BRITISH POLITICS

Britain’s hard-drinking political culture alive and well at Conservative Party conference

The festival atmosphere helps smooth out some of the glaring divisions exposed by the Brexit referendum

PUBLISHED : Wednesday, 05 October, 2016, 5:00pm
UPDATED : Wednesday, 05 October, 2016, 10:01pm

After days filled with lofty speeches, Britain’s political party conferences take on a very different feel at night, when alcohol flows freely at gossipy parties stretching into the small hours.

In one of the stories of debauchery that are a staple of the events, outgoing UK Independence Party leader Nigel Farage went swimming in his underwear at his party conference after a drinking session last month.

At the Conservative Party’s conference in Birmingham, central England, Britain’s departure from the European Union has been the talk of the town this year – often over French, Spanish or Italian wine.

The festival atmosphere helps smooth out some of the glaring divisions between Conservatives that emerged during a bitter campaign ahead of Britain’s shock vote in a June referendum to quit the European Union.

The most important thing is that people are getting along, are not allowing any divisions to affect anything at this conference
Aric Gilinsky, Conservative supporter

“The most important thing is that people are getting along, are not allowing any divisions to affect anything at this conference. It’s a genuine environment,” added Aric Gilinsky, a 25-year-old Conservative supporter who works in banking.

“Networking happens everywhere,” said Gilinsky as he chatted to friends outside Birmingham’s luxury Hyatt Regency hotel – a hub of networking and political chat during the four days of the conference.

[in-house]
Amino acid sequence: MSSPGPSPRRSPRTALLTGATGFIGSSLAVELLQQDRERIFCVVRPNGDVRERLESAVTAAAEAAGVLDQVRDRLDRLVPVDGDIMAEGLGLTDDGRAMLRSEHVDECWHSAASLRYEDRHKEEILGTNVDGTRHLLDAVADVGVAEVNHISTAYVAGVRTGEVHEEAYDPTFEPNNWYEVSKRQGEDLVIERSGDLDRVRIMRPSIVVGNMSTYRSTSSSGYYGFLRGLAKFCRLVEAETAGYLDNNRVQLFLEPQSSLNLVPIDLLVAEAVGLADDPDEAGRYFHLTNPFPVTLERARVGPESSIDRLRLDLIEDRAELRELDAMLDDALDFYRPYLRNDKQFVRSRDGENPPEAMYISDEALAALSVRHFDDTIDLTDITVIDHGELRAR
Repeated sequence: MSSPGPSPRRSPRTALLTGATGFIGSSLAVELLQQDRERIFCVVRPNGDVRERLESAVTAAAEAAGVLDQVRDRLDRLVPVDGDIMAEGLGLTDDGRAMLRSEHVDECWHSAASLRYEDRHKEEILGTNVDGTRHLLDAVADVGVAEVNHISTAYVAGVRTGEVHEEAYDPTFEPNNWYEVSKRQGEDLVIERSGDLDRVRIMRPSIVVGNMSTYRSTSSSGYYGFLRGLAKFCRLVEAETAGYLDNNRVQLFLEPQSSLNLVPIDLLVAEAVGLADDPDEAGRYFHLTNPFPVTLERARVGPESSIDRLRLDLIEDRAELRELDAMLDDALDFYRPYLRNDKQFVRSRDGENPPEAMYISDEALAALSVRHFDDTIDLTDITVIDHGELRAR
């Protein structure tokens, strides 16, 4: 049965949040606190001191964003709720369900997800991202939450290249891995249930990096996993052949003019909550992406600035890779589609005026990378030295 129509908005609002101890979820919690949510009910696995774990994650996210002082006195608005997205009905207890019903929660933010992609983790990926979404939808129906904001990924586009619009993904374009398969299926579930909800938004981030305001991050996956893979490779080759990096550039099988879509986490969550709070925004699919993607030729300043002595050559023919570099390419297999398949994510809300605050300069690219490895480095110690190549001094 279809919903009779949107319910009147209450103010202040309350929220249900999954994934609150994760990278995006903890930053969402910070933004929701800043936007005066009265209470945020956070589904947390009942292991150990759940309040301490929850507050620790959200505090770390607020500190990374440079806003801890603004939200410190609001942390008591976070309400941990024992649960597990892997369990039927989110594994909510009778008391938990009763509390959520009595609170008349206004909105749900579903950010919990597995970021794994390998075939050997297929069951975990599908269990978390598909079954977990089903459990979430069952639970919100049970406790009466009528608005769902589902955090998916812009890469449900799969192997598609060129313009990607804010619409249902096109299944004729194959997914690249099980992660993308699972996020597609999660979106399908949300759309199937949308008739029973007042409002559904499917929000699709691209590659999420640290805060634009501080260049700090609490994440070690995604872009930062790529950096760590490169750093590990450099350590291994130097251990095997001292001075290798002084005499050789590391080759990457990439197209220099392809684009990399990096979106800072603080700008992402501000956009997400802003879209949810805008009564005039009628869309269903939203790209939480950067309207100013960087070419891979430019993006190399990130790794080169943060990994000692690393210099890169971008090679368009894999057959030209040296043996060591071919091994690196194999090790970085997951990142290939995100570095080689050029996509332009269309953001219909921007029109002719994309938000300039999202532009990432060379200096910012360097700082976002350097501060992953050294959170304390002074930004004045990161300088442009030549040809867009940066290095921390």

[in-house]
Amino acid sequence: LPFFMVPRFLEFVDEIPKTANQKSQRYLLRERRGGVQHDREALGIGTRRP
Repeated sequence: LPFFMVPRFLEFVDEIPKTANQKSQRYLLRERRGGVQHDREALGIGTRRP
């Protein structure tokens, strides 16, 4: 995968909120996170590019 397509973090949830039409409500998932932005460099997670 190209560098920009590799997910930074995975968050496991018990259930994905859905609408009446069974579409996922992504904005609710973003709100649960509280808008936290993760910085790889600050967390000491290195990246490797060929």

Party loyalists in black tie and cocktail dresses crowd the hotel’s bars and a pile of empty beer bottles on the piano grows as the night wears on.

The revellers earlier in the evening were at a “Beers of Europe” event hosted by the think tank Open Europe and a pub reception featuring performances of traditional sea songs sponsored by a ports operator.

The Brasshouse, a red-brick pub along one of Birmingham’s famous canals, was heaving with young Conservatives pushing to get to the bar.

“It’s good to have young people in the party,” said Aaron Watkins, a smartly dressed 25-year-old, who works in online marketing and is also a local councillor in eastern England.

Party conferences used to be held in faded seaside resorts like Blackpool, where popular nocturnal attractions included a seaside light show and Funny Girls, a nightclub featuring drag acts.

Early in David Cameron’s coalition government from 2010, ministers tried to avoid being photographed sipping champagne at the party conference as they imposed biting austerity cuts on Britain’s economy. But champagne – or at least sparkling wine – is now back on the menu for thirsty guests at many receptions.

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But in recent years, they have moved to major provincial cities like Birmingham, Manchester and Liverpool, which offer conference facilities and plentiful hotel rooms in a more modern setting.

It is not just the Conservatives who like a tipple after a hard day listening to choreographed addresses.

Late-night drinking is a fixture at all of Britain’s party conferences, reflecting a wider, lingering alcohol culture in politics.

There are around a dozen places where MPs and staff can drink around London’s Houses of Parliament, even if more female MPs, the introduction of family-friendly hours and a 24-hour news media means they are less crowded than in the past.

May, who became prime minister in July, made a virtue of the fact that she was no big drinker during her pitch for the leadership.

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“I don’t gossip about people over lunch. I don’t go drinking in parliament’s bars. I don’t often wear my heart on my sleeve. I just get on with the job in front of me,” she said in June.

She has limited herself to a few low-key appearances at evening receptions in Birmingham.

For most of the ordinary activists, party conferences are a chance to rub shoulders with politicians and journalists at receptions sponsored by think-tanks, pressure groups or companies.

Particularly for younger ones, nursing a hangover over a cup of coffee the next morning is as much of a ritual as debating Brexit or grabbing a selfie with their favourite MP.